New machine learning algorithm finds gene signature characteristic of tumors

How do cancer cells differ from healthy cells? A new machine learning algorithm called “ikarus” has the answer, a team led by MDC bioinformatician Altuna Akalin reports in the journal Genome Biology. The AI ​​program has found a gene signature that is characteristic of tumors.

When it comes to identifying patterns in mountains of data, humans are no match for artificial intelligence (AI). In particular, a branch of AI called machine learning is often used to find regularities in datasets – be it stock analysis, image and speech recognition, or the classification of cells. To reliably distinguish cancer cells from healthy cells, a team led by Dr. Altuna Akalin, head of the Bioinformatics and Omics Data Science Platform at the Max Delbrück Center for Molecular Medicine in the Helmholtz Association (MDC), has now developed a machine learning program called “ikarus.” The program found a pattern in tumor cells common to various cancers, consisting of a distinctive combination of genes. According to the team’s article in the journal Genome Biology, the algorithm also detected types of genes in the pattern that had never been clearly linked to cancer before.

Machine learning essentially means that an algorithm uses training data to learn how to answer certain questions on its own. It does this by looking for patterns in the data that help it solve problems. After the training phase, the system can generalize from what it has learned to evaluate unknown data.

It was a big challenge to get suitable training data where experts had already made a clear distinction between ‘healthy’ and ‘cancer cells’.”


Jan Dohmen, first author of the article

A surprisingly high success rate

In addition, single-cell sequencing data sets are often noisy. That means the information they contain about the molecular characteristics of individual cells isn’t very accurate — perhaps because a different number of genes are detected in each cell, or because the samples aren’t always processed in the same way. As Dohmen and his colleague Dr. According to Vedran Franke, co-head of the study, they have searched numerous publications and contacted many research groups to obtain adequate data sets. The team eventually used data from lung and colorectal cancer cells to train the algorithm before applying it to data sets from other types of tumors.

In the training phase, ikarus had to find a list of characteristic genes that it then used to categorize the cells. “We’ve tried and refined different approaches,” Dohmen says. It was time-consuming work, all three scientists say. “The key was that ikarus would end up using two lists: one for cancer genes and one for genes from other cells,” explains Franke. After the learning phase, the algorithm was also able to reliably distinguish between healthy and tumor cells in other cancer types, such as tissue samples from liver cancer or neuroblastoma patients. The success rate was usually extremely high, which surprised even the research group. “We didn’t expect there to be a common signature that defined the tumor cells of different cancers so precisely,” Akalin says. “But we still can’t say whether the method works for all types of cancer,” adds Dohmen. To make ikarus a reliable tool for cancer diagnosis, the researchers now want to test it on other types of tumors.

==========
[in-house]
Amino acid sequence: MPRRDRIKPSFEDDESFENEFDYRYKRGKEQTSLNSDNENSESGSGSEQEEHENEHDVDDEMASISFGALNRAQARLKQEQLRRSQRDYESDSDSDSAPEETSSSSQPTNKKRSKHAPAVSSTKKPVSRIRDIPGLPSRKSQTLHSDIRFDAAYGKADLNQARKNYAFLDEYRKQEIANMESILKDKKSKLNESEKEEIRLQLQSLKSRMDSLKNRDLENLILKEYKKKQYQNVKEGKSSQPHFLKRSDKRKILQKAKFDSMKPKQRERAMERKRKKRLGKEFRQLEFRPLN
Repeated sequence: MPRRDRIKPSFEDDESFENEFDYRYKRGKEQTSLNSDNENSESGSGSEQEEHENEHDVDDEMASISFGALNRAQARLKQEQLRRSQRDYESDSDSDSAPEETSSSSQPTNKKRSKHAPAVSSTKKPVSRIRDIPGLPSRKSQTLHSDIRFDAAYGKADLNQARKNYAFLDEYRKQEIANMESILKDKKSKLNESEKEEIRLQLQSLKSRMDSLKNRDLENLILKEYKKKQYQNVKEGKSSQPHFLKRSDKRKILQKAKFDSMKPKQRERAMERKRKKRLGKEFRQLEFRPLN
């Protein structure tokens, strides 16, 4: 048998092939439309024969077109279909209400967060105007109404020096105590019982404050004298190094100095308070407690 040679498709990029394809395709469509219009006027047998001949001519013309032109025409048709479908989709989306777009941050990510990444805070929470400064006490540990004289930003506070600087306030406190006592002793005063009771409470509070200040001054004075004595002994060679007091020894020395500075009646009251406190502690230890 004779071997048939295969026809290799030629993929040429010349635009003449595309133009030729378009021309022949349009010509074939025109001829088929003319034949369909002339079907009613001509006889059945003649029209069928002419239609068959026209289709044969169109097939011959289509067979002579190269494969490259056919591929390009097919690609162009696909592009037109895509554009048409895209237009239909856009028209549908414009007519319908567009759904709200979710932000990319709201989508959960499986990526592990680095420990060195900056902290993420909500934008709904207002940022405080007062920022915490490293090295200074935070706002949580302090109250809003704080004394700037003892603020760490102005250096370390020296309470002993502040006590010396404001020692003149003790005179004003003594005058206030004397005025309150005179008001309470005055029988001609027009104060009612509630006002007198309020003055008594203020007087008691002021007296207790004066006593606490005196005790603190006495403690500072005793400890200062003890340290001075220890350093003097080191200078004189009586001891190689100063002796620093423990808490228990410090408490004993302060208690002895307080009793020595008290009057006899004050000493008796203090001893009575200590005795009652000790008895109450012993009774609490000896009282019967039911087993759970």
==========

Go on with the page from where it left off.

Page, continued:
AI as a fully automated diagnostic tool

The project aims to go far beyond the classification of “healthy” versus “cancerous” cells. Ikarus has already shown in initial tests that the method can also distinguish other types (and certain subtypes) of cells from tumor cells. “We want to expand the approach,” Akalin says, “by developing it further so that it can distinguish between all possible cell types in a biopsy.”

In hospitals, pathologists tend to examine tissue samples from tumors only under the microscope to identify the different cell types. It is labour-intensive, time-consuming work. With ikarus, this step could one day become a fully automated process. In addition, Akalin notes, the data can be used to draw conclusions about the tumor’s immediate environment. And that could help doctors choose the best therapy. Because the composition of the cancer tissue and the microenvironment often indicates whether a certain treatment or medication is successful or not. In addition, AI can also be useful in developing new drugs. “Ikarus allows us to identify genes that are potential drivers of cancer,” Akalin says. New therapeutic agents could then be used to address these molecular structures.

Home-office collaboration

What is striking about the publication is that it came about entirely during the COVID pandemic. At the Berlin Institute for Medical Systems Biology (BIMSB), part of the MDC, not everyone involved sat at their usual desks. Instead, they were in home offices, communicating with each other only digitally. In Franke’s view: “The project therefore shows that a digital structure can be created to facilitate scientific work under these circumstances.”

Source:

Reference magazine:

Dohmen, J., et al. (2022) Identification of tumor cells at the unicellular level using machine learning. Genome Biology. doi.org/10.1186/s13059‐022‐02683‐1

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